Obviously the better solution is compromise. A student’s need for adult consultation on gender identity should be dealt with on a case by case basis. School administrations and child protection services could be involved in assessing the child’s concerns and ensuring the child’s personal safety.
Obviously most parents are eager to know everything they can about their children’s health. Even when adult gender diverse people eventually develop the confidence, feel loved or desperate enough to come out to their parents, the parents smile and say they knew that for years.
If ever there was an example of how polarization is destroying the civil exchange of ideals and fears among citizens, who wins? Who loses? Either way, kids lose.
Come on people. Come on Higgs. Come on progressives. Put the kids first!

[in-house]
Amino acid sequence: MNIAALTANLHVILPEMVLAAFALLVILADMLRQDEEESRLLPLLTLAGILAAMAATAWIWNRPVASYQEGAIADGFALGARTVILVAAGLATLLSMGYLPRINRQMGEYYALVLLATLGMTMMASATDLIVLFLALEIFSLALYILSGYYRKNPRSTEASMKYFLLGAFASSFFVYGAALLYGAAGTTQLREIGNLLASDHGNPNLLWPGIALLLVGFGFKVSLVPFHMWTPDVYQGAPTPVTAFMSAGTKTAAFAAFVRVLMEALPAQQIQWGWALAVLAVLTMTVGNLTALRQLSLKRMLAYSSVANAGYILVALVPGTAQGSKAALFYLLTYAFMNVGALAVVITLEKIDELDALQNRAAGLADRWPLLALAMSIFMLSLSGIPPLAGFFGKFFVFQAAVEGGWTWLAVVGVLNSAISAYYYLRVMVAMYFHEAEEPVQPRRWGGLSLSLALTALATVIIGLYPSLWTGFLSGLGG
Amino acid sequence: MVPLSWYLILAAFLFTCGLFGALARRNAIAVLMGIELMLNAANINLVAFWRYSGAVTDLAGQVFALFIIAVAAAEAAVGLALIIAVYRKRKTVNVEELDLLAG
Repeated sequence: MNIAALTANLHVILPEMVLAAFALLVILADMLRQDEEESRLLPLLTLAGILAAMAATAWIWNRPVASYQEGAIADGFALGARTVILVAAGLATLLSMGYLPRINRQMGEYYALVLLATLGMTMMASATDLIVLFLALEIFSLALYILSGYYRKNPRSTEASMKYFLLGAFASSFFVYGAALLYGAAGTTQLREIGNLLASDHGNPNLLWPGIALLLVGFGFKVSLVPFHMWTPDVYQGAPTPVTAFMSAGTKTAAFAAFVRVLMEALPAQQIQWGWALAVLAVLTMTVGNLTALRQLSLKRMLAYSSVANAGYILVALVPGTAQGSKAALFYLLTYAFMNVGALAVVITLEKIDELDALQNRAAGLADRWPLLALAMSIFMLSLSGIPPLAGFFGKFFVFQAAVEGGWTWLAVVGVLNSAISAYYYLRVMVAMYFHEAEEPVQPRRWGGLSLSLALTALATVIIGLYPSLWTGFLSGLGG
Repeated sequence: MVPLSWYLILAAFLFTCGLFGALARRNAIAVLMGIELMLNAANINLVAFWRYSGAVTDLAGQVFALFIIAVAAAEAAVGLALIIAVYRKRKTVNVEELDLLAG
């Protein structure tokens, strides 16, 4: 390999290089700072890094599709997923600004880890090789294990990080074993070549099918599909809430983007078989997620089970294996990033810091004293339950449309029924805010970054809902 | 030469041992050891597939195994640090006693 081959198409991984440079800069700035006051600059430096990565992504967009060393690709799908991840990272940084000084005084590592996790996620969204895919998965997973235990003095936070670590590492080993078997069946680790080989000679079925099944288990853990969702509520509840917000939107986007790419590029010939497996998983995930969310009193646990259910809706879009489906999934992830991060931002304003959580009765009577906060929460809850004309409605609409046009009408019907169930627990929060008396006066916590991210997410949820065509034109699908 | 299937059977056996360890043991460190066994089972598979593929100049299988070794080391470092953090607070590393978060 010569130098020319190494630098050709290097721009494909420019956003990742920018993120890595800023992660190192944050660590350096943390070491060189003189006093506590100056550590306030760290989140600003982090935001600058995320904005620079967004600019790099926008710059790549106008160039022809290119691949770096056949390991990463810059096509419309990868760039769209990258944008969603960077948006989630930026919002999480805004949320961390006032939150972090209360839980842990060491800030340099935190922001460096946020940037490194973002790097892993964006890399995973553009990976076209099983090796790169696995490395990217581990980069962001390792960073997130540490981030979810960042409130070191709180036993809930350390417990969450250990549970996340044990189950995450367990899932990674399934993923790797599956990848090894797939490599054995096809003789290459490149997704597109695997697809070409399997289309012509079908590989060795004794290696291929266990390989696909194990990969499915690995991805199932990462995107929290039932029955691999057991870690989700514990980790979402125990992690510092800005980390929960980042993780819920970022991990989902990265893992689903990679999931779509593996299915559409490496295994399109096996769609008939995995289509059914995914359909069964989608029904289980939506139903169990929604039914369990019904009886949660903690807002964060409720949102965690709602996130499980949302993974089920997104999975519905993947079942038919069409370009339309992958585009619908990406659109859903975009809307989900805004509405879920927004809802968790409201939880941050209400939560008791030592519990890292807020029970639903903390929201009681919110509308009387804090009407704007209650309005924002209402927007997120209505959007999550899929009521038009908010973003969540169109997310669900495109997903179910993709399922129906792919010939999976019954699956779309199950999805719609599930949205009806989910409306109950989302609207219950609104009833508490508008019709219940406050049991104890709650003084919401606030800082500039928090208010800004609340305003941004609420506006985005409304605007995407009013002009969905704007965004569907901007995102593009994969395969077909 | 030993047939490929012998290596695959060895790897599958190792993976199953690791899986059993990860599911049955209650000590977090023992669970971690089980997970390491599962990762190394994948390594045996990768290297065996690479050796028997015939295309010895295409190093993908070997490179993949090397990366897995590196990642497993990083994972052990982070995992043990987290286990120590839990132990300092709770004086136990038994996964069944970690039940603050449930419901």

DAC Sept. 21, 2023

Robbie Robertson – cool Canadian

Posted on August 10, 2023
Filed Under Giants, History & Culture | Leave a Comment

Teens in South West Ontario, in the 1950s thought Rompin’ Ronnie Hawkins was the coolest rocker in Canada. His backup band, the Hawks, once included the members who would go on to back up Bob Dylan, who was as cool globally as Ronnie was in Canada. Made Canadian kids proud.

Going on their own as “The Band” seemed presumptuous but kick-ass bold. Then they lived up to it culminating in the Scorsese rock classic movie, “The Last Waltz,” in which a hall of fame list of performers gave clear indication of their status in the world of rock.

Robbie Robertson is another jewel in my vault of the treasures of my youth gone. So big. So great. So cool!